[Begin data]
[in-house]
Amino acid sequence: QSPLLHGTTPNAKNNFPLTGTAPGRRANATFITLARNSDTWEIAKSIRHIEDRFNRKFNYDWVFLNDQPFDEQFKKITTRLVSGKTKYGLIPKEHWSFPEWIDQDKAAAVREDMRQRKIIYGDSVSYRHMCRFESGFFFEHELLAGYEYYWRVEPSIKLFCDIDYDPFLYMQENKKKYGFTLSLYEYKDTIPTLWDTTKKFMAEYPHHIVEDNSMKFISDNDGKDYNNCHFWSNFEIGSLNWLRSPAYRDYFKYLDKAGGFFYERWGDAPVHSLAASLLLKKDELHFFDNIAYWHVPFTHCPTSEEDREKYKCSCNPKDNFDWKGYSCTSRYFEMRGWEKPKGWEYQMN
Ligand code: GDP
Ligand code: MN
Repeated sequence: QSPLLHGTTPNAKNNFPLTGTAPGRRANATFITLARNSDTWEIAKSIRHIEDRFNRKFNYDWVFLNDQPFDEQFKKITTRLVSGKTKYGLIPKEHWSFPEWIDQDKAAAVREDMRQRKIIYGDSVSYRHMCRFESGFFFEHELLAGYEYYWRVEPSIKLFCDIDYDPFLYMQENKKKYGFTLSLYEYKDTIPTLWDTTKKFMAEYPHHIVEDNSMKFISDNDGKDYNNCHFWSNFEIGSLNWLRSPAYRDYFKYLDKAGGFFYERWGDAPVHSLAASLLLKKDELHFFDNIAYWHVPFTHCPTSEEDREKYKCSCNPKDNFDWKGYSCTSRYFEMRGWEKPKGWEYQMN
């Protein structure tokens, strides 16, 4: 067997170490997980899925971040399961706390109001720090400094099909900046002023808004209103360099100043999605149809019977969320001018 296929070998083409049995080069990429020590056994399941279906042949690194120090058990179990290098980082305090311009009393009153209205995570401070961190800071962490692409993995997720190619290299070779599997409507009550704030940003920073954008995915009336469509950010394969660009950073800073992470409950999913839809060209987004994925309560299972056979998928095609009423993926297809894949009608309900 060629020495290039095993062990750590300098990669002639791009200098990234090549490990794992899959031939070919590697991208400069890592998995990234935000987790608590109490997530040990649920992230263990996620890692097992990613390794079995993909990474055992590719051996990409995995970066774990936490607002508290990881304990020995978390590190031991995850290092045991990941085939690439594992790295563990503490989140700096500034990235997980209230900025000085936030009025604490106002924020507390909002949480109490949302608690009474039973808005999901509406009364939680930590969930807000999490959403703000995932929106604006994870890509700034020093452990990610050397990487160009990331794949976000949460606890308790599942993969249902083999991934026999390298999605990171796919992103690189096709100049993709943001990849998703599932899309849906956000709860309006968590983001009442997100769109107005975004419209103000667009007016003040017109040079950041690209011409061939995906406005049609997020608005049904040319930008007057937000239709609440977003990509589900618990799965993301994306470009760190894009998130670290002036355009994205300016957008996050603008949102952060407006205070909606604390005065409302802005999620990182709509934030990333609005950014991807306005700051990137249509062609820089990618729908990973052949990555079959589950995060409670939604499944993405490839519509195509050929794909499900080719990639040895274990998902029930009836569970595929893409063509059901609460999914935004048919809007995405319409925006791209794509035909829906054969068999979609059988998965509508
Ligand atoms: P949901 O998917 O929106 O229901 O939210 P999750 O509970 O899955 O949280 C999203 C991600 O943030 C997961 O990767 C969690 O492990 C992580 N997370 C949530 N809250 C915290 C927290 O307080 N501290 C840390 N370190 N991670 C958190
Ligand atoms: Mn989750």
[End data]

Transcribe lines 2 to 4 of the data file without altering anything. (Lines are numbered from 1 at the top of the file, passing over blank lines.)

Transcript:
Amino acid sequence: QSPLLHGTTPNAKNNFPLTGTAPGRRANATFITLARNSDTWEIAKSIRHIEDRFNRKFNYDWVFLNDQPFDEQFKKITTRLVSGKTKYGLIPKEHWSFPEWIDQDKAAAVREDMRQRKIIYGDSVSYRHMCRFESGFFFEHELLAGYEYYWRVEPSIKLFCDIDYDPFLYMQENKKKYGFTLSLYEYKDTIPTLWDTTKKFMAEYPHHIVEDNSMKFISDNDGKDYNNCHFWSNFEIGSLNWLRSPAYRDYFKYLDKAGGFFYERWGDAPVHSLAASLLLKKDELHFFDNIAYWHVPFTHCPTSEEDREKYKCSCNPKDNFDWKGYSCTSRYFEMRGWEKPKGWEYQMN
Ligand code: GDP
Ligand code: MN